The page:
Short Story

What Can We Steal from Julie Otsuka’s “Diem Perdidi”?

Title of Work and its Form: “Diem Perdidi,” short story
Author: Julie Otsuka
Date of Work: 2011
Where the Work Can Be Found: The story originally appeared in Issue 117 of Granta.  The story was subsequently reprinted in The Best American Short Stories 2012, edited by Tom Perrotta.

Element of Craft We’re Stealing: Narrative Technique

Discussion:
“Diem perdidi” is a Latin phrase that means “I have lost a day” or “another day wasted.” (“Perdidi,” you see, means “ to ruin, destroy or waste.” Isn’t translation fun?) Julie Otsuka’s first-person narrator is speaking to the daughter of a woman who suffers from a degenerative condition such as dementia or Alzheimer’s disease. (The effect is much the same as that of a second person story.)  In a structure somewhat reminiscent of Daniel Keyes’s short story “Flowers for Algernon,” the narrator utilizes vignettes to describe her mother’s loss of memory and increasing disconnection from reality. As editor Tom Perrotta notes, the story is haunting. The structure of the piece has a lot to do with that.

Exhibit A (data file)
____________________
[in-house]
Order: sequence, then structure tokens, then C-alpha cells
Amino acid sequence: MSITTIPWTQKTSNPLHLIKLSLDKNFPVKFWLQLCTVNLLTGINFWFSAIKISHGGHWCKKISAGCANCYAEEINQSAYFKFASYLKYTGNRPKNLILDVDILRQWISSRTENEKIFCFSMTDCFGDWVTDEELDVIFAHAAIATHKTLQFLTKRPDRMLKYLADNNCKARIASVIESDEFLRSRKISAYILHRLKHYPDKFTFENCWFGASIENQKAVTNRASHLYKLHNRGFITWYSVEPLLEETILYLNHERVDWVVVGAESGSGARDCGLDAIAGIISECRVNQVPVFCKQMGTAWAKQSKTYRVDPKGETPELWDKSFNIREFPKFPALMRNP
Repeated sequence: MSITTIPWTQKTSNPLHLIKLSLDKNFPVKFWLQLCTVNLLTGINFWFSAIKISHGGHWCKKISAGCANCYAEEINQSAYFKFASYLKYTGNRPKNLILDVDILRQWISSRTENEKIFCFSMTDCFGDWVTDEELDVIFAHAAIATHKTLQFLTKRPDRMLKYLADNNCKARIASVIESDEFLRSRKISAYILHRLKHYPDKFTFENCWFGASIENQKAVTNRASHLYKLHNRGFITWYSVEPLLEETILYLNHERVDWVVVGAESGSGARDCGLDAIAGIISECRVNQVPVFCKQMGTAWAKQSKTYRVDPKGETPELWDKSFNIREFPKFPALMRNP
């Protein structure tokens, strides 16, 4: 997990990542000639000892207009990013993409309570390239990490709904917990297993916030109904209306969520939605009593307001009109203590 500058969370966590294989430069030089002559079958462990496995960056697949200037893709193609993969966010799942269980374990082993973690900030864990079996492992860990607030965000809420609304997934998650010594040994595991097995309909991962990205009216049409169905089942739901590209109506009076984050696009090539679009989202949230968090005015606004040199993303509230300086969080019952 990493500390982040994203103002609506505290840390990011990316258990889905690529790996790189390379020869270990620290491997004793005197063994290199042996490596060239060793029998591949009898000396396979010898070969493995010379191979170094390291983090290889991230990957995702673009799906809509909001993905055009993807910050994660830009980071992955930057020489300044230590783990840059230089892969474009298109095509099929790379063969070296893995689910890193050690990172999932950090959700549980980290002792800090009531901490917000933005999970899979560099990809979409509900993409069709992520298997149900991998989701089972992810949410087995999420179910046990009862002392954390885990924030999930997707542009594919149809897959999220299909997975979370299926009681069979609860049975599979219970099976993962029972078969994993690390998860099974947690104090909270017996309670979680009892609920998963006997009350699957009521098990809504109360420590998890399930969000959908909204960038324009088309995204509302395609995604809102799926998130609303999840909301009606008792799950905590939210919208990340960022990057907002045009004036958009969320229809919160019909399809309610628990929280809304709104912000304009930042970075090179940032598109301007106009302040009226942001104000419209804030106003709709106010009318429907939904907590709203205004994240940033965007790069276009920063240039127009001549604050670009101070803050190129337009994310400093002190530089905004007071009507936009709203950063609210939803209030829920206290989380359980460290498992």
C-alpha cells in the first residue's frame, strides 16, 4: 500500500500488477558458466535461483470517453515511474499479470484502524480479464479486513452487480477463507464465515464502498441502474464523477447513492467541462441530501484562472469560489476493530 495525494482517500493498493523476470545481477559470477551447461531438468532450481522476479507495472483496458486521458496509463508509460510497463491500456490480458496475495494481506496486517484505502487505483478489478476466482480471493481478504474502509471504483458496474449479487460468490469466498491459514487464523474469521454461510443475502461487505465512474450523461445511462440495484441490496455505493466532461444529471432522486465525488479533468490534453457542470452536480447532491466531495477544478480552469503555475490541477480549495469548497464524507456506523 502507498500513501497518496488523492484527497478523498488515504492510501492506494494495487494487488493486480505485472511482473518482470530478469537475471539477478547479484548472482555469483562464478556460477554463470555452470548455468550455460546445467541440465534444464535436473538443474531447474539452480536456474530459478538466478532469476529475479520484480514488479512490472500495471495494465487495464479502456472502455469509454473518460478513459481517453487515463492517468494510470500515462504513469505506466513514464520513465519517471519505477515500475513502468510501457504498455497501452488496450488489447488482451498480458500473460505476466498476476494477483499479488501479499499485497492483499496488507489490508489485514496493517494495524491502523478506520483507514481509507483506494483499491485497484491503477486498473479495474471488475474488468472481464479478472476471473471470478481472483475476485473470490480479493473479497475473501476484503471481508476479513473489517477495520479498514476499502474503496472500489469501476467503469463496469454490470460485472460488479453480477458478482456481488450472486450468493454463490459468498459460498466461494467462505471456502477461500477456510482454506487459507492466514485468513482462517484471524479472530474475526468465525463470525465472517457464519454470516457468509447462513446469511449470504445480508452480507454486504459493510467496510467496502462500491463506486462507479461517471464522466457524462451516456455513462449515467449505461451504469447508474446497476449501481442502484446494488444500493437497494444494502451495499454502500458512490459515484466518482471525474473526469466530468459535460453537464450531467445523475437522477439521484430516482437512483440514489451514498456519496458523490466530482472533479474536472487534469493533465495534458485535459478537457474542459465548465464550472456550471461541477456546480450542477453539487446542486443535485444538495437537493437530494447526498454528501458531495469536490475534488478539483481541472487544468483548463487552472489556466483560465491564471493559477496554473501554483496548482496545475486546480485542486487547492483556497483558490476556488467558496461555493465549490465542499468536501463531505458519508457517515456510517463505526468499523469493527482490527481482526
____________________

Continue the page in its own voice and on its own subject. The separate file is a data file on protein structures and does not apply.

The story is driven by a constant refrain; Otsuka begins most of her sentences with some variation of “she remembers” or “she does not remember.” The idea seems strange on its face, doesn’t it? To tell a story primarily through these kinds of sentences? Otsuka’s structure, however, gets right to the heart of the drama. The narrator is indeed focused on what her mother does and doesn’t remember. Some memories are sad, some gaps in memory are painful to consider.

The repetition also manipulates the reader in an interesting way, immersing him or her in the story. There isn’t a lot of dramatic present to consider and there aren’t too many different settings to understand, so the reader can simply relax into the litany that Otsuka provides. This repetition can often be found in poetry. Think of “Annabel Lee.” Edgar Allan Poe repeats the titular woman’s name repeatedly…why? (Because it rhymes with a bunch of stuff.) T.S. Eliot’s “Ash-Wednesday” repeats the phrase “Because I do not” several times.

What Should We Steal?

  • Avoid the difficulties of the dramatic present by using repetition. In less skillful hands (mine), the same material may be treated like a “standard” short story in which the narrator does a lot of work describing scenes and surroundings. Instead, Otsuka gets to spend her time describing the narrator’s pain and her relationship with her mother.
  • Break into the toolbox commonly used by writers of other genres. When writing fiction, feel free to use techniques commonly used by poets. When you’re writing a screenplay, think about the way a nonfiction writer condensed his or her story in a fortuitous manner. At the moment, I’m thinking of the film made from Tom Perrotta’s novel Little Children. It’s not odd for a film to have a narrator, but the narration in the film goes much further than most narrators, becoming a character in the same way that the narrator is a character in a novel.

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